Does resistance training work for the elderly?

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These results suggest that prolonged moderate to high intensity resistance training may be carried out by healthy older adults with reasonable compliance, and that such training leads to sustained increases in muscle strength.[5]
These results indicate that middle-aged and older men can safely participate in a total body strength training program, intense enough to produce substantial increases in muscle strength and hypertrophy, without promoting muscle soreness or significant muscle cell disruption.[6]


  1. ^ Charette SL, et al. Muscle hypertrophy response to resistance training in older women . J Appl Physiol. (1991)
  2. ^ Ivey FM, et al. Effects of age, gender, and myostatin genotype on the hypertrophic response to heavy resistance strength training . J Gerontol A Biol Sci Med Sci. (2000)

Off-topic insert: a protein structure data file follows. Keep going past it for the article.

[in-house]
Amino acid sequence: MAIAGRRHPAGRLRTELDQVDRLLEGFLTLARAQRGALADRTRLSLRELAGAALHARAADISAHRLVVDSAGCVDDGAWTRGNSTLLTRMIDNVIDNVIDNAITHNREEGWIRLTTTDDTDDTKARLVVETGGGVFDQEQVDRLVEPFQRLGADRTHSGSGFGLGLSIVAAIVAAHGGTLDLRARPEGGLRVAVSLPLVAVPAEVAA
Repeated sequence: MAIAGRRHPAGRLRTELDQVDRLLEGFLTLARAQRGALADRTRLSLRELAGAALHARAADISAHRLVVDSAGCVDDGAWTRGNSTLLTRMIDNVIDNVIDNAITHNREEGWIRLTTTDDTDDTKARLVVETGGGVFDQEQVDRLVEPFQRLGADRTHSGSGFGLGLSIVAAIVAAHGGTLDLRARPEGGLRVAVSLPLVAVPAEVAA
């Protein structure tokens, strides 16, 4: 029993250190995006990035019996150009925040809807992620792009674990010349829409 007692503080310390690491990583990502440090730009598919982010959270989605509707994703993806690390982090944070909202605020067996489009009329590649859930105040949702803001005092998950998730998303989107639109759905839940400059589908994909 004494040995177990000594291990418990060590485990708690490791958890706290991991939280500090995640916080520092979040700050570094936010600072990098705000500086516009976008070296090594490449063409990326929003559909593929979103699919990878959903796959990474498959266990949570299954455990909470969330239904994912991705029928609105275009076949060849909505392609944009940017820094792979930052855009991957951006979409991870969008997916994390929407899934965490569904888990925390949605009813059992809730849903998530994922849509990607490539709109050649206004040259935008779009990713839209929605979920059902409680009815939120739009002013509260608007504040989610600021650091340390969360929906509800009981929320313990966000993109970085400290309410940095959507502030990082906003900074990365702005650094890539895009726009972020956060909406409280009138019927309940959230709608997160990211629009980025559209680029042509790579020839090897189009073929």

3. ^ Lemmer JT, et al. Age and gender responses to strength training and detraining . Med Sci Sports Exerc. (2000)
  4. ^ Tracy BL, et al. Muscle quality. II. Effects Of strength training in 65- to 75-yr-old men and women . J Appl Physiol. (1999)
  5. ^ a b Pyka G, et al. Muscle strength and fiber adaptations to a year-long resistance training program in elderly men and women . J Gerontol. (1994)
  6. ^ a b Hurley BF, et al. Effects of strength training on muscle hypertrophy and muscle cell disruption in older men . Int J Sports Med. (1995)